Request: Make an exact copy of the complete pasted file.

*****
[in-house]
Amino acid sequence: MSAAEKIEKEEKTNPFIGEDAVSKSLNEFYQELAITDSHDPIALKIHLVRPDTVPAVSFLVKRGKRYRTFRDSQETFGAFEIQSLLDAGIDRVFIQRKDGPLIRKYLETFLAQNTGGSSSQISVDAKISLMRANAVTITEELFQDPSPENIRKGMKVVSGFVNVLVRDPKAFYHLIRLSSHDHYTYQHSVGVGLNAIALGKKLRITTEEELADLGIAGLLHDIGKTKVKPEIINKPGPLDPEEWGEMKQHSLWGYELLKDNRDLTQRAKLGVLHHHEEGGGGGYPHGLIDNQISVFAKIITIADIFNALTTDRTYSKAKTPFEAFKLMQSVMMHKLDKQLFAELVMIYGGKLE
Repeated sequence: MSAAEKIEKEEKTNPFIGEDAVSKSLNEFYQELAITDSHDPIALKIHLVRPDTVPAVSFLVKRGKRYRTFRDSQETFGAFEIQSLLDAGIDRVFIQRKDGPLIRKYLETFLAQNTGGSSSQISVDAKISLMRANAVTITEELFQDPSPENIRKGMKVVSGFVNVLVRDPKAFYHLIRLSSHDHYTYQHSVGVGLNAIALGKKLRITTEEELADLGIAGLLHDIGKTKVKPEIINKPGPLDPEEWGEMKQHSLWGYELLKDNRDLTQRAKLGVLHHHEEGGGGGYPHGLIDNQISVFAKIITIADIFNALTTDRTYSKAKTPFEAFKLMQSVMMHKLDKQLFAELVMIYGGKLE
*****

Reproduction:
[in-house]
Amino acid sequence: MSAAEKIEKEEKTNPFIGEDAVSKSLNEFYQELAITDSHDPIALKIHLVRPDTVPAVSFLVKRGKRYRTFRDSQETFGAFEIQSLLDAGIDRVFIQRKDGPLIRKYLETFLAQNTGGSSSQISVDAKISLMRANAVTITEELFQDPSPENIRKGMKVVSGFVNVLVRDPKAFYHLIRLSSHDHYTYQHSVGVGLNAIALGKKLRITTEEELADLGIAGLLHDIGKTKVKPEIINKPGPLDPEEWGEMKQHSLWGYELLKDNRDLTQRAKLGVLHHHEEGGGGGYPHGLIDNQISVFAKIITIADIFNALTTDRTYSKAKTPFEAFKLMQSVMMHKLDKQLFAELVMIYGGKLE
Repeated sequence: MSAAEKIEKEEKTNPFIGEDAVSKSLNEFYQELAITDSHDPIALKIHLVRPDTVPAVSFLVKRGKRYRTFRDSQETFGAFEIQSLLDAGIDRVFIQRKDGPLIRKYLETFLAQNTGGSSSQISVDAKISLMRANAVTITEELFQDPSPENIRKGMKVVSGFVNVLVRDPKAFYHLIRLSSHDHYTYQHSVGVGLNAIALGKKLRITTEEELADLGIAGLLHDIGKTKVKPEIINKPGPLDPEEWGEMKQHSLWGYELLKDNRDLTQRAKLGVLHHHEEGGGGGYPHGLIDNQISVFAKIITIADIFNALTTDRTYSKAKTPFEAFKLMQSVMMHKLDKQLFAELVMIYGGKLE